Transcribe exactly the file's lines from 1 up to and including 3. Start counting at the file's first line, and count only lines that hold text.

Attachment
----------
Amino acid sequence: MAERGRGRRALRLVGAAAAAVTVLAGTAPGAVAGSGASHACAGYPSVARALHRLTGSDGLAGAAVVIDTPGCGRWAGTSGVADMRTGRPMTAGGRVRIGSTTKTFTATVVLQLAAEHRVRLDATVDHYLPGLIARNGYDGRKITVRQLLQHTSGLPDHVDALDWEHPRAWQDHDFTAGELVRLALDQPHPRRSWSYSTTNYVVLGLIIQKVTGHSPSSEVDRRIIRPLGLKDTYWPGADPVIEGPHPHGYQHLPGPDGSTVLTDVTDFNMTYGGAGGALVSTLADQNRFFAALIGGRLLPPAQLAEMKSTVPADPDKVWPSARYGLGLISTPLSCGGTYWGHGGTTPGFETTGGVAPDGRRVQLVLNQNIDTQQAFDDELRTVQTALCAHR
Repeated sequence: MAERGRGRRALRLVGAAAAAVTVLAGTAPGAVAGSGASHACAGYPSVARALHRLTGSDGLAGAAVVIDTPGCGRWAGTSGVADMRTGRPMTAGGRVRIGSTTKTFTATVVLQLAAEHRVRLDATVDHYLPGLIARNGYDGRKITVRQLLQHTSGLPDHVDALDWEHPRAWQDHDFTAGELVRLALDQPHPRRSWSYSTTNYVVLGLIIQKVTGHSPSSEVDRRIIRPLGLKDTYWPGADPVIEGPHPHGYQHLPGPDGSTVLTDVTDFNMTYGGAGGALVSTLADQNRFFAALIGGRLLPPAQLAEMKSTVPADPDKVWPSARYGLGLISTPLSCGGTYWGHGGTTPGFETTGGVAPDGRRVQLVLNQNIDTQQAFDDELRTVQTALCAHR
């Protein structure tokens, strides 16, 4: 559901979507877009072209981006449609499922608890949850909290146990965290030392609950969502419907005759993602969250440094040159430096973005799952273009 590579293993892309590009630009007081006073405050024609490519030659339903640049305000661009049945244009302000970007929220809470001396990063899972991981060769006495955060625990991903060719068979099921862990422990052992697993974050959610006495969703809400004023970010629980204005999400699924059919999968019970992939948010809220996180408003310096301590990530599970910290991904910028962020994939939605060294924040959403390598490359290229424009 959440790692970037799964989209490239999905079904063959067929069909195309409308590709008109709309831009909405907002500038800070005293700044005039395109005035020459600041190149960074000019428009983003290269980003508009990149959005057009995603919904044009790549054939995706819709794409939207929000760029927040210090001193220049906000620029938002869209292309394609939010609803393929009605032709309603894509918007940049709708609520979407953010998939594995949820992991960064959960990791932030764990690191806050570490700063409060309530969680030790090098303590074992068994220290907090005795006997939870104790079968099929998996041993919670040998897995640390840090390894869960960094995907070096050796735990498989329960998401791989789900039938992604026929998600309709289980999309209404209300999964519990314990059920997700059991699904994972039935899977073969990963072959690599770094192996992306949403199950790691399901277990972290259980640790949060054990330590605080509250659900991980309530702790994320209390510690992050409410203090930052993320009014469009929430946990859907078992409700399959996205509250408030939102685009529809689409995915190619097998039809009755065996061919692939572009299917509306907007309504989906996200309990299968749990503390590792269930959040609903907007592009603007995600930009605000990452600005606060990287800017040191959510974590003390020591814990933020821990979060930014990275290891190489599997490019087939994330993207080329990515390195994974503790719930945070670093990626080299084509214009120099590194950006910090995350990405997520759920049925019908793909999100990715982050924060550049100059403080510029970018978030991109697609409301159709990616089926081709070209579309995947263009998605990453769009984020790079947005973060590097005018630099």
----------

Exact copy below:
Amino acid sequence: MAERGRGRRALRLVGAAAAAVTVLAGTAPGAVAGSGASHACAGYPSVARALHRLTGSDGLAGAAVVIDTPGCGRWAGTSGVADMRTGRPMTAGGRVRIGSTTKTFTATVVLQLAAEHRVRLDATVDHYLPGLIARNGYDGRKITVRQLLQHTSGLPDHVDALDWEHPRAWQDHDFTAGELVRLALDQPHPRRSWSYSTTNYVVLGLIIQKVTGHSPSSEVDRRIIRPLGLKDTYWPGADPVIEGPHPHGYQHLPGPDGSTVLTDVTDFNMTYGGAGGALVSTLADQNRFFAALIGGRLLPPAQLAEMKSTVPADPDKVWPSARYGLGLISTPLSCGGTYWGHGGTTPGFETTGGVAPDGRRVQLVLNQNIDTQQAFDDELRTVQTALCAHR
Repeated sequence: MAERGRGRRALRLVGAAAAAVTVLAGTAPGAVAGSGASHACAGYPSVARALHRLTGSDGLAGAAVVIDTPGCGRWAGTSGVADMRTGRPMTAGGRVRIGSTTKTFTATVVLQLAAEHRVRLDATVDHYLPGLIARNGYDGRKITVRQLLQHTSGLPDHVDALDWEHPRAWQDHDFTAGELVRLALDQPHPRRSWSYSTTNYVVLGLIIQKVTGHSPSSEVDRRIIRPLGLKDTYWPGADPVIEGPHPHGYQHLPGPDGSTVLTDVTDFNMTYGGAGGALVSTLADQNRFFAALIGGRLLPPAQLAEMKSTVPADPDKVWPSARYGLGLISTPLSCGGTYWGHGGTTPGFETTGGVAPDGRRVQLVLNQNIDTQQAFDDELRTVQTALCAHR
């Protein structure tokens, strides 16, 4: 559901979507877009072209981006449609499922608890949850909290146990965290030392609950969502419907005759993602969250440094040159430096973005799952273009 590579293993892309590009630009007081006073405050024609490519030659339903640049305000661009049945244009302000970007929220809470001396990063899972991981060769006495955060625990991903060719068979099921862990422990052992697993974050959610006495969703809400004023970010629980204005999400699924059919999968019970992939948010809220996180408003310096301590990530599970910290991904910028962020994939939605060294924040959403390598490359290229424009 959440790692970037799964989209490239999905079904063959067929069909195309409308590709008109709309831009909405907002500038800070005293700044005039395109005035020459600041190149960074000019428009983003290269980003508009990149959005057009995603919904044009790549054939995706819709794409939207929000760029927040210090001193220049906000620029938002869209292309394609939010609803393929009605032709309603894509918007940049709708609520979407953010998939594995949820992991960064959960990791932030764990690191806050570490700063409060309530969680030790090098303590074992068994220290907090005795006997939870104790079968099929998996041993919670040998897995640390840090390894869960960094995907070096050796735990498989329960998401791989789900039938992604026929998600309709289980999309209404209300999964519990314990059920997700059991699904994972039935899977073969990963072959690599770094192996992306949403199950790691399901277990972290259980640790949060054990330590605080509250659900991980309530702790994320209390510690992050409410203090930052993320009014469009929430946990859907078992409700399959996205509250408030939102685009529809689409995915190619097998039809009755065996061919692939572009299917509306907007309504989906996200309990299968749990503390590792269930959040609903907007592009603007995600930009605000990452600005606060990287800017040191959510974590003390020591814990933020821990979060930014990275290891190489599997490019087939994330993207080329990515390195994974503790719930945070670093990626080299084509214009120099590194950006910090995350990405997520759920049925019908793909999100990715982050924060550049100059403080510029970018978030991109697609409301159709990616089926081709070209579309995947263009998605990453769009984020790079947005973060590097005018630099």